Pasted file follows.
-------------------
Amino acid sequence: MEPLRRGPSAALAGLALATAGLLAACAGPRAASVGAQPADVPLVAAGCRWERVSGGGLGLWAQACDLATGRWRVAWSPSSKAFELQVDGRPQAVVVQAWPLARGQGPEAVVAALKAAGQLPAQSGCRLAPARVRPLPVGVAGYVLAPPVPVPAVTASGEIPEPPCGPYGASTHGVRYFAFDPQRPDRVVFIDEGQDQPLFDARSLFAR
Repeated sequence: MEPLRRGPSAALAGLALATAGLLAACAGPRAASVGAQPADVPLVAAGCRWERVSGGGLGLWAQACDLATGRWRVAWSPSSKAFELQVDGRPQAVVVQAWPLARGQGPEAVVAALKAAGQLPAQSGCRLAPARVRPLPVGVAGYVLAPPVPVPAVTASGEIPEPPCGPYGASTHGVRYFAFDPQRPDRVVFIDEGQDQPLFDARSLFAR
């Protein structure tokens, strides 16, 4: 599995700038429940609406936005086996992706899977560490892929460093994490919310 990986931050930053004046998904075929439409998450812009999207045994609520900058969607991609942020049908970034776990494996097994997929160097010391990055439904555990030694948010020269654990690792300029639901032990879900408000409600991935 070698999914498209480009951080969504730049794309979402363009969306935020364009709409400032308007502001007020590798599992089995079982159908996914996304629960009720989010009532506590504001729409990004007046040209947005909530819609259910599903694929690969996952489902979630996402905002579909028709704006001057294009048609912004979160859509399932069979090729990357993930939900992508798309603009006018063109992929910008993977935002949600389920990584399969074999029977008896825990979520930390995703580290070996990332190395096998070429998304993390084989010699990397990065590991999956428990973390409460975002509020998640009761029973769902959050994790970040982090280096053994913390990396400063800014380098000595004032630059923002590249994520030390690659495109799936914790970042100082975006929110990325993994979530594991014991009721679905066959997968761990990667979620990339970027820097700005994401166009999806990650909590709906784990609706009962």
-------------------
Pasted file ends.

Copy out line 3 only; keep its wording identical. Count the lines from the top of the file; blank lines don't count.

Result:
């Protein structure tokens, strides 16, 4: 599995700038429940609406936005086996992706899977560490892929460093994490919310 990986931050930053004046998904075929439409998450812009999207045994609520900058969607991609942020049908970034776990494996097994997929160097010391990055439904555990030694948010020269654990690792300029639901032990879900408000409600991935 070698999914498209480009951080969504730049794309979402363009969306935020364009709409400032308007502001007020590798599992089995079982159908996914996304629960009720989010009532506590504001729409990004007046040209947005909530819609259910599903694929690969996952489902979630996402905002579909028709704006001057294009048609912004979160859509399932069979090729990357993930939900992508798309603009006018063109992929910008993977935002949600389920990584399969074999029977008896825990979520930390995703580290070996990332190395096998070429998304993390084989010699990397990065590991999956428990973390409460975002509020998640009761029973769902959050994790970040982090280096053994913390990396400063800014380098000595004032630059923002590249994520030390690659495109799936914790970042100082975006929110990325993994979530594991014991009721679905066959997968761990990667979620990339970027820097700005994401166009999806990650909590709906784990609706009962």